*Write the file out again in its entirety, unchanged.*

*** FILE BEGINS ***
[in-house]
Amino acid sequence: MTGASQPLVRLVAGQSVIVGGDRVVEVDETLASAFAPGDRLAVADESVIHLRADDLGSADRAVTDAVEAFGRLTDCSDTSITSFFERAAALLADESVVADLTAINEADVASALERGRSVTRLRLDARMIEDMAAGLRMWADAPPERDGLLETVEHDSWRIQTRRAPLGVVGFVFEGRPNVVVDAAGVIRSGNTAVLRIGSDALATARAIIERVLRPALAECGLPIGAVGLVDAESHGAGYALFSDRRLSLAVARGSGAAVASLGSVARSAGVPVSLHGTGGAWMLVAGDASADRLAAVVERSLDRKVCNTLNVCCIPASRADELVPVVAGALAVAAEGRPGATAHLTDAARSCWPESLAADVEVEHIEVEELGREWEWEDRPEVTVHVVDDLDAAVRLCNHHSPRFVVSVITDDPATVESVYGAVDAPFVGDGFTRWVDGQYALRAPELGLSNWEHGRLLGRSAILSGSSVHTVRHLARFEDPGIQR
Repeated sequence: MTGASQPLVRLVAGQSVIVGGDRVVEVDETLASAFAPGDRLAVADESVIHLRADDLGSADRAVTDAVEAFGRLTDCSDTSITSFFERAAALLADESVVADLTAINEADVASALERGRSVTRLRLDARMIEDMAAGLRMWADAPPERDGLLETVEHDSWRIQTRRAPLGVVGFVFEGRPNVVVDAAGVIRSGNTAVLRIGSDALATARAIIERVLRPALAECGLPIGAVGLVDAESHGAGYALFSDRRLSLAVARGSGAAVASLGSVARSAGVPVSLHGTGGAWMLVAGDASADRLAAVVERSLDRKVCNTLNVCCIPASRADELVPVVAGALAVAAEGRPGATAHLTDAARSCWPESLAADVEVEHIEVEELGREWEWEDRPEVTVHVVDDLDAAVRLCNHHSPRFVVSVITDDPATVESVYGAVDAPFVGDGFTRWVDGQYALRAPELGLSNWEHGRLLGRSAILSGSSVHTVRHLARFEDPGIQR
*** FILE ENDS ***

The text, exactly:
[in-house]
Amino acid sequence: MTGASQPLVRLVAGQSVIVGGDRVVEVDETLASAFAPGDRLAVADESVIHLRADDLGSADRAVTDAVEAFGRLTDCSDTSITSFFERAAALLADESVVADLTAINEADVASALERGRSVTRLRLDARMIEDMAAGLRMWADAPPERDGLLETVEHDSWRIQTRRAPLGVVGFVFEGRPNVVVDAAGVIRSGNTAVLRIGSDALATARAIIERVLRPALAECGLPIGAVGLVDAESHGAGYALFSDRRLSLAVARGSGAAVASLGSVARSAGVPVSLHGTGGAWMLVAGDASADRLAAVVERSLDRKVCNTLNVCCIPASRADELVPVVAGALAVAAEGRPGATAHLTDAARSCWPESLAADVEVEHIEVEELGREWEWEDRPEVTVHVVDDLDAAVRLCNHHSPRFVVSVITDDPATVESVYGAVDAPFVGDGFTRWVDGQYALRAPELGLSNWEHGRLLGRSAILSGSSVHTVRHLARFEDPGIQR
Repeated sequence: MTGASQPLVRLVAGQSVIVGGDRVVEVDETLASAFAPGDRLAVADESVIHLRADDLGSADRAVTDAVEAFGRLTDCSDTSITSFFERAAALLADESVVADLTAINEADVASALERGRSVTRLRLDARMIEDMAAGLRMWADAPPERDGLLETVEHDSWRIQTRRAPLGVVGFVFEGRPNVVVDAAGVIRSGNTAVLRIGSDALATARAIIERVLRPALAECGLPIGAVGLVDAESHGAGYALFSDRRLSLAVARGSGAAVASLGSVARSAGVPVSLHGTGGAWMLVAGDASADRLAAVVERSLDRKVCNTLNVCCIPASRADELVPVVAGALAVAAEGRPGATAHLTDAARSCWPESLAADVEVEHIEVEELGREWEWEDRPEVTVHVVDDLDAAVRLCNHHSPRFVVSVITDDPATVESVYGAVDAPFVGDGFTRWVDGQYALRAPELGLSNWEHGRLLGRSAILSGSSVHTVRHLARFEDPGIQR